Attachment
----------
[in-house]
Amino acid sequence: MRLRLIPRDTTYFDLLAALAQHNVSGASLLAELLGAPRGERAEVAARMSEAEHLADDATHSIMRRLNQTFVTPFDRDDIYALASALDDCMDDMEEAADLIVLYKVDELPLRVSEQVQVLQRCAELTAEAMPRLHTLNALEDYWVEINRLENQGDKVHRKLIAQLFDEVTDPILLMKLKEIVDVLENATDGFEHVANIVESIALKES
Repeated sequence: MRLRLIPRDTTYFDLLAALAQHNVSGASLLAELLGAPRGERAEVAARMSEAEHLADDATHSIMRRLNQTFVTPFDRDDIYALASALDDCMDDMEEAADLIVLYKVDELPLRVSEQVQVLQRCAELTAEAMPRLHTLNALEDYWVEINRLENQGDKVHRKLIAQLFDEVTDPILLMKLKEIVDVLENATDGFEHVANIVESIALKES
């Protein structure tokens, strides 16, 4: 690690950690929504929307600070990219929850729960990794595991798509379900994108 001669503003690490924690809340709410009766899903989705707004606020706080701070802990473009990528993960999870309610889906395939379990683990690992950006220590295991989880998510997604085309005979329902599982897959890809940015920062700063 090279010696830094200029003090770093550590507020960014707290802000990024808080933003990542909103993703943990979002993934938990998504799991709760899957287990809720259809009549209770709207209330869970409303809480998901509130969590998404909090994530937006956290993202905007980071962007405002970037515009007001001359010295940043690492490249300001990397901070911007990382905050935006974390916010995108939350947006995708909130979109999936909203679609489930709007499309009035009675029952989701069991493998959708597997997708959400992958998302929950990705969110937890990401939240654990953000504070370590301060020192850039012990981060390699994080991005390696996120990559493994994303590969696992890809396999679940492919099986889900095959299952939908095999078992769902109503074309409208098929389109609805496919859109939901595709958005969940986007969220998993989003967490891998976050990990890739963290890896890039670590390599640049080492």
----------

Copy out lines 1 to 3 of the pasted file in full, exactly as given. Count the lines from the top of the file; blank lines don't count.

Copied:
[in-house]
Amino acid sequence: MRLRLIPRDTTYFDLLAALAQHNVSGASLLAELLGAPRGERAEVAARMSEAEHLADDATHSIMRRLNQTFVTPFDRDDIYALASALDDCMDDMEEAADLIVLYKVDELPLRVSEQVQVLQRCAELTAEAMPRLHTLNALEDYWVEINRLENQGDKVHRKLIAQLFDEVTDPILLMKLKEIVDVLENATDGFEHVANIVESIALKES
Repeated sequence: MRLRLIPRDTTYFDLLAALAQHNVSGASLLAELLGAPRGERAEVAARMSEAEHLADDATHSIMRRLNQTFVTPFDRDDIYALASALDDCMDDMEEAADLIVLYKVDELPLRVSEQVQVLQRCAELTAEAMPRLHTLNALEDYWVEINRLENQGDKVHRKLIAQLFDEVTDPILLMKLKEIVDVLENATDGFEHVANIVESIALKES